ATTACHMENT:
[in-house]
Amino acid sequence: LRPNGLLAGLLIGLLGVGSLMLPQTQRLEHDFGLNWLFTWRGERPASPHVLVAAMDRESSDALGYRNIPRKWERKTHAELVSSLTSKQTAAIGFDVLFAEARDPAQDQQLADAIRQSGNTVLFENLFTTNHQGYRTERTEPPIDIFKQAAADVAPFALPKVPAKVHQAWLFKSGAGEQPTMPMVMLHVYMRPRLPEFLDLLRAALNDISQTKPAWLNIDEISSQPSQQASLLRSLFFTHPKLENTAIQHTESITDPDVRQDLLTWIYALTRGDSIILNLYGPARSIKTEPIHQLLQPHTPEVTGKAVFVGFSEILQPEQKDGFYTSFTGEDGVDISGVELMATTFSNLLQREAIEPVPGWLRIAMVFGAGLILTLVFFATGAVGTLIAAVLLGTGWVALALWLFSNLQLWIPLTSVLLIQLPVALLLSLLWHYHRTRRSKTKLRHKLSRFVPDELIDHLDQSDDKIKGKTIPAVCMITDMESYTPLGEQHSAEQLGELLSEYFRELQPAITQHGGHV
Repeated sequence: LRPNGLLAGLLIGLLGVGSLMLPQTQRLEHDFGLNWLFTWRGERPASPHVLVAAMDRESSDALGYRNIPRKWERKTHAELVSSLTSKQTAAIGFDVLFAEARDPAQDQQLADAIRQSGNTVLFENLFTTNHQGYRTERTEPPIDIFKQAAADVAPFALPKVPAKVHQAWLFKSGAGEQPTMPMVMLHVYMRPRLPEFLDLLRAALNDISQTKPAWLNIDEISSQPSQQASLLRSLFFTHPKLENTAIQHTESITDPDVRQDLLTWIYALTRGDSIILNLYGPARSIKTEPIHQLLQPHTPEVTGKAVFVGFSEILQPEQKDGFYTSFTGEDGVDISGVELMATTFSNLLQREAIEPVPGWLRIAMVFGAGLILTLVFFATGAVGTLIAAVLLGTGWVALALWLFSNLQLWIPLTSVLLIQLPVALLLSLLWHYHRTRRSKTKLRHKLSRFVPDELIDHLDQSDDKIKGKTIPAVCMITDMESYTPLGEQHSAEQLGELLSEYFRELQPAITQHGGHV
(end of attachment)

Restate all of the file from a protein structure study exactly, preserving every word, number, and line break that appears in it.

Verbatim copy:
[in-house]
Amino acid sequence: LRPNGLLAGLLIGLLGVGSLMLPQTQRLEHDFGLNWLFTWRGERPASPHVLVAAMDRESSDALGYRNIPRKWERKTHAELVSSLTSKQTAAIGFDVLFAEARDPAQDQQLADAIRQSGNTVLFENLFTTNHQGYRTERTEPPIDIFKQAAADVAPFALPKVPAKVHQAWLFKSGAGEQPTMPMVMLHVYMRPRLPEFLDLLRAALNDISQTKPAWLNIDEISSQPSQQASLLRSLFFTHPKLENTAIQHTESITDPDVRQDLLTWIYALTRGDSIILNLYGPARSIKTEPIHQLLQPHTPEVTGKAVFVGFSEILQPEQKDGFYTSFTGEDGVDISGVELMATTFSNLLQREAIEPVPGWLRIAMVFGAGLILTLVFFATGAVGTLIAAVLLGTGWVALALWLFSNLQLWIPLTSVLLIQLPVALLLSLLWHYHRTRRSKTKLRHKLSRFVPDELIDHLDQSDDKIKGKTIPAVCMITDMESYTPLGEQHSAEQLGELLSEYFRELQPAITQHGGHV
Repeated sequence: LRPNGLLAGLLIGLLGVGSLMLPQTQRLEHDFGLNWLFTWRGERPASPHVLVAAMDRESSDALGYRNIPRKWERKTHAELVSSLTSKQTAAIGFDVLFAEARDPAQDQQLADAIRQSGNTVLFENLFTTNHQGYRTERTEPPIDIFKQAAADVAPFALPKVPAKVHQAWLFKSGAGEQPTMPMVMLHVYMRPRLPEFLDLLRAALNDISQTKPAWLNIDEISSQPSQQASLLRSLFFTHPKLENTAIQHTESITDPDVRQDLLTWIYALTRGDSIILNLYGPARSIKTEPIHQLLQPHTPEVTGKAVFVGFSEILQPEQKDGFYTSFTGEDGVDISGVELMATTFSNLLQREAIEPVPGWLRIAMVFGAGLILTLVFFATGAVGTLIAAVLLGTGWVALALWLFSNLQLWIPLTSVLLIQLPVALLLSLLWHYHRTRRSKTKLRHKLSRFVPDELIDHLDQSDDKIKGKTIPAVCMITDMESYTPLGEQHSAEQLGELLSEYFRELQPAITQHGGHV